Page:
Cabling a knot’s surface
Cabling a knot isn’t so tricky to imagine. Let’s just consider a tubular neighborhood of the knot.
It’s not too bad to think about how a Seifert surface extends across the cable.
For a (p,q)-cable, we’ll take p parallel copies of the Seifert surface outside the tubular neighborhood and q copies of the meridional disk in the tubular neighborhood. The signs of p and q tell you the orientations you want on these pieces. Then you attach them together with |pq| twisted bands, twisted in the appropriate direction.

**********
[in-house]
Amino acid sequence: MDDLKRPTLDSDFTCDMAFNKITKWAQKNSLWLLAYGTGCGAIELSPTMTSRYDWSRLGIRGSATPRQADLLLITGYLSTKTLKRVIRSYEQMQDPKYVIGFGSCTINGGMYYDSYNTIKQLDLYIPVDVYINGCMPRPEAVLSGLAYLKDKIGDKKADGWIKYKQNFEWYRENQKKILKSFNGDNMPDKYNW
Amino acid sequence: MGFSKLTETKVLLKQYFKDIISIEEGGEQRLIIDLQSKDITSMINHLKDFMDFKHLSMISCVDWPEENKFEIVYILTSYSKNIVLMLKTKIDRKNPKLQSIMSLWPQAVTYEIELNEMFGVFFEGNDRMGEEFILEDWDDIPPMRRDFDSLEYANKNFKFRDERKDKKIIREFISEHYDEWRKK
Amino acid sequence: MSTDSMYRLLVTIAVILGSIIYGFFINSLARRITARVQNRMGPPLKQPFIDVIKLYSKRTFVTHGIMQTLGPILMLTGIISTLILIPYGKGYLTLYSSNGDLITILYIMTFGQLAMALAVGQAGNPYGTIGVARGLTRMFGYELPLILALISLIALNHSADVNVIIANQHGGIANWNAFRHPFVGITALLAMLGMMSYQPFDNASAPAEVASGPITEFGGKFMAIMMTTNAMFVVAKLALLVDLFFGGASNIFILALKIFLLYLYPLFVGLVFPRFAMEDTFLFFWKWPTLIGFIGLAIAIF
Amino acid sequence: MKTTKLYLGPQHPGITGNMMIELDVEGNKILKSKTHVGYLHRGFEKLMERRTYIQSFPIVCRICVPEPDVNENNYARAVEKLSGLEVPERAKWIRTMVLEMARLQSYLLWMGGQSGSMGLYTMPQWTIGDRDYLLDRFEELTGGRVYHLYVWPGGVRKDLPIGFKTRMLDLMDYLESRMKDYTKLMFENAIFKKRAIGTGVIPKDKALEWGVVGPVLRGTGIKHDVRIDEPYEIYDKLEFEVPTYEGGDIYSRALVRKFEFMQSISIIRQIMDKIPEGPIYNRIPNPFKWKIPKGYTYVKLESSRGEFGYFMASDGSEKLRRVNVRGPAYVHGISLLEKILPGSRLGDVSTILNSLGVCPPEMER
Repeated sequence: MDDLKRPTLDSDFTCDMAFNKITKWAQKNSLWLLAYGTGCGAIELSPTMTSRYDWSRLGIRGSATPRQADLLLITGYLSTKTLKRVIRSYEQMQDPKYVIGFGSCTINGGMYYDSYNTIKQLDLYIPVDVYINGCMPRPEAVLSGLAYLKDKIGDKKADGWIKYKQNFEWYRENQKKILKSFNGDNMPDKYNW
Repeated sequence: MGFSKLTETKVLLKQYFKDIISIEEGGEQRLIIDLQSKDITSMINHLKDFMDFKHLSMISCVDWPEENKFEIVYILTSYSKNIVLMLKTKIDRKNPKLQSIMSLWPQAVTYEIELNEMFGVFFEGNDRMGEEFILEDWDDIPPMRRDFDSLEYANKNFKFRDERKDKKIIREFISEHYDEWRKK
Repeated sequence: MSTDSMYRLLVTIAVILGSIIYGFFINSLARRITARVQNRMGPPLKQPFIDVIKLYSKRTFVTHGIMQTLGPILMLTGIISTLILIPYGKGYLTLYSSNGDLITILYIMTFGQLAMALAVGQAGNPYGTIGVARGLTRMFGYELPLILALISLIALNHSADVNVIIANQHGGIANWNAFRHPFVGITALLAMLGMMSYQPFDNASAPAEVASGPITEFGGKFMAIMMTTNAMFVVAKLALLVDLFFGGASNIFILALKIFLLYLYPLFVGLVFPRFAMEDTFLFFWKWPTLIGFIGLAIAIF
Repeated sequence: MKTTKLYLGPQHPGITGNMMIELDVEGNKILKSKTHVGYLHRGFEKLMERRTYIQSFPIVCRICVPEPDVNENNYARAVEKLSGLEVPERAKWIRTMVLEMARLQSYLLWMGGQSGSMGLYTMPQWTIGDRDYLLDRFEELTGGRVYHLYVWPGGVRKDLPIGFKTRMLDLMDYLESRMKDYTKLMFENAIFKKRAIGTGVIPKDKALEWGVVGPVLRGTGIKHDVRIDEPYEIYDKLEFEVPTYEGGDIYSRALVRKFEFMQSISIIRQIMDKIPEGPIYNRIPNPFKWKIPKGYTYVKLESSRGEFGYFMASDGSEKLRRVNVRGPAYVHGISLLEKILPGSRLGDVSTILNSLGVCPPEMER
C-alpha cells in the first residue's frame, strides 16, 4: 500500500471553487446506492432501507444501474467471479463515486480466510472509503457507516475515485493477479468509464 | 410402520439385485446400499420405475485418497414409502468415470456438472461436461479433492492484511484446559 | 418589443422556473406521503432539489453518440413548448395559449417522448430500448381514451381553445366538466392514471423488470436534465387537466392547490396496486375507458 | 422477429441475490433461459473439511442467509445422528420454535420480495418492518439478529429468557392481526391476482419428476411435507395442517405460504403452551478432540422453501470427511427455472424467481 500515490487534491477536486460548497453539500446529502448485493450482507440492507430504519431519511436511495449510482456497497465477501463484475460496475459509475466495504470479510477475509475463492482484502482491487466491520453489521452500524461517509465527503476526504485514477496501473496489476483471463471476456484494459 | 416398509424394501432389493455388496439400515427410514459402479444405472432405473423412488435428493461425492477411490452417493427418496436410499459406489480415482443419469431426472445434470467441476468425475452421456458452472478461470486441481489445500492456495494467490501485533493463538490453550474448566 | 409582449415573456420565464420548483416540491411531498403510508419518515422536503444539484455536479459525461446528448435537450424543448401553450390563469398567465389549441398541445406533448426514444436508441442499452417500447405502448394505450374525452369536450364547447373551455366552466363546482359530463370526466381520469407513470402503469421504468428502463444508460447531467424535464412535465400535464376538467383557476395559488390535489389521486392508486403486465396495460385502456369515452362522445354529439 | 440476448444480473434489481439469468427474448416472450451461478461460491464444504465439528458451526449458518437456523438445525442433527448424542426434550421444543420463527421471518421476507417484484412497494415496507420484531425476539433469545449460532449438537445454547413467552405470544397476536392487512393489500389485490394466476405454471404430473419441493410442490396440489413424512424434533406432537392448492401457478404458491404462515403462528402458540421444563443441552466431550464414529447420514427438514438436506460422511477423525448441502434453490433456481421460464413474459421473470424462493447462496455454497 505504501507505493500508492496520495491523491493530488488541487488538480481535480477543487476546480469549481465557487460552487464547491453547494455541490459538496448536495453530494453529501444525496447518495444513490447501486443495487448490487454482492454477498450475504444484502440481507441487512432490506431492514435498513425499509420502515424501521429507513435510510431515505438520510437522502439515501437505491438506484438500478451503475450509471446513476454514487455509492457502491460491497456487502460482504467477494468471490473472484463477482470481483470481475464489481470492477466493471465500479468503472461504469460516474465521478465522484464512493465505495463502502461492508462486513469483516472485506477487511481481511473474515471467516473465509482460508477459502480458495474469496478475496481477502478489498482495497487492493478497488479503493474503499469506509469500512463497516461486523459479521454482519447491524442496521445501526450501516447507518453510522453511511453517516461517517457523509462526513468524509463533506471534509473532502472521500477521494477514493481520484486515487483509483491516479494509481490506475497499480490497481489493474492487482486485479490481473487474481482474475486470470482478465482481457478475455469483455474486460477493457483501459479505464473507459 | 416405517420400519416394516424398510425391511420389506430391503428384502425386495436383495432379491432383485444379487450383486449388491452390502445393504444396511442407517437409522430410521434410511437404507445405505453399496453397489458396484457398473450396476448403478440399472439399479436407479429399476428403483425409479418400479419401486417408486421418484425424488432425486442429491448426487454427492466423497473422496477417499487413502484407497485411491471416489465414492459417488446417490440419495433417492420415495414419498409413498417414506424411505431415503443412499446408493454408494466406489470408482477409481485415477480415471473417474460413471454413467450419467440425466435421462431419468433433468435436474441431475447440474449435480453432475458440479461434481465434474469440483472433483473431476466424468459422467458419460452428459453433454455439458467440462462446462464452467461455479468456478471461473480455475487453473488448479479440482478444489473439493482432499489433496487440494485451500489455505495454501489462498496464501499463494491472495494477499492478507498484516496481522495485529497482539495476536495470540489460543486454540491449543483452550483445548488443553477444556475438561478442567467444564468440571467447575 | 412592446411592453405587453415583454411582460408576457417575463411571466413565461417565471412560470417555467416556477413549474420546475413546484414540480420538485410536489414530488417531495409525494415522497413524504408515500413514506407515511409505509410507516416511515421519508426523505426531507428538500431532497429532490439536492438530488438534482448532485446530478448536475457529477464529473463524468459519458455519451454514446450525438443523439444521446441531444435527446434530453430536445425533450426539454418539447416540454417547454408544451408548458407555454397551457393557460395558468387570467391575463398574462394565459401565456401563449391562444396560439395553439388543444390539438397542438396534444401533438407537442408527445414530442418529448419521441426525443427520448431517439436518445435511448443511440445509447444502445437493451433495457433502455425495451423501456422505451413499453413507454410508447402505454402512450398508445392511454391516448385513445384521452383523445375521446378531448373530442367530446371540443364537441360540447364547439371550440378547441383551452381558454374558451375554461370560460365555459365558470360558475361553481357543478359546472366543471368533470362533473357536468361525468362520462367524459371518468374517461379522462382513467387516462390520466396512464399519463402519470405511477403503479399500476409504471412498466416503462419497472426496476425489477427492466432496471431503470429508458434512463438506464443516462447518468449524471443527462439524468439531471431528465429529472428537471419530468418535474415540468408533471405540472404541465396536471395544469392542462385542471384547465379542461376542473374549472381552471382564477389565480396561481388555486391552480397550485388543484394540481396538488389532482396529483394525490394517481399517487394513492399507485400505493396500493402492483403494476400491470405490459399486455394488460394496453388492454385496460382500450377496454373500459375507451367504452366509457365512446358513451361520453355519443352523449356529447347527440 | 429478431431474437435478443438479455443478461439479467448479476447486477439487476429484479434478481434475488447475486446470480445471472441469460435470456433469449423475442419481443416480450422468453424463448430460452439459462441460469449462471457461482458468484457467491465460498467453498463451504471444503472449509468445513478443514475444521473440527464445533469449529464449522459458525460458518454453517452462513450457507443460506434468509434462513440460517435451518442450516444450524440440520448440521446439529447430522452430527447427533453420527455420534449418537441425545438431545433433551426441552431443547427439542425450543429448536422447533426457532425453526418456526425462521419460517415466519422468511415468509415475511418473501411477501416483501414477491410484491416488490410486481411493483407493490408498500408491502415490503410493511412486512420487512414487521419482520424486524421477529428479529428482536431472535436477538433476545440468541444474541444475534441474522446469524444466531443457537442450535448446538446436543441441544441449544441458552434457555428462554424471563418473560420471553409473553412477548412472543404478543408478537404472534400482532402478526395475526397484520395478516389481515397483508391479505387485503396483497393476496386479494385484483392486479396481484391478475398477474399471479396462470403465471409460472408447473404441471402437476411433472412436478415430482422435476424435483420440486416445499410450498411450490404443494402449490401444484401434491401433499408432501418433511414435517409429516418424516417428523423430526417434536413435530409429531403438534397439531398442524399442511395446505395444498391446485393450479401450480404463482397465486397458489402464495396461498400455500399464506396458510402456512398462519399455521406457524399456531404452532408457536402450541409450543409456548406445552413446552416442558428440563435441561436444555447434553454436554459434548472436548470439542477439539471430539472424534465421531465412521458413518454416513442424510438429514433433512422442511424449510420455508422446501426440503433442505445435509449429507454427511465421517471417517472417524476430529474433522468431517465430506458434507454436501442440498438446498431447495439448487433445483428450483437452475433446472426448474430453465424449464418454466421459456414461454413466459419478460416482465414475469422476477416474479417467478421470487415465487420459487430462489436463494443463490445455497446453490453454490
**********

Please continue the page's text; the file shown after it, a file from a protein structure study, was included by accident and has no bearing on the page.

For the (3,1)-cable, we’ll take 3 pages and one meridional disk.
Then we’ll attach them with twisted bands so the resulting boundary can run along the cable.
Smoothing it out also has the benefit of helping you see how cabling extends the fibration of a fibered knot.
The way we’ve been looking a the knot, a fibration looks like this.
With the cable smoothed, we can see how the surface corkscrews upwards to fill in the fibration.
And we can even stack this before gluing the top to the bottom to get other (3,q)-cables. Here’s the fibration of the (3,5)-cable on its side.
You can get the SketchUp model here and take a closer look yourself.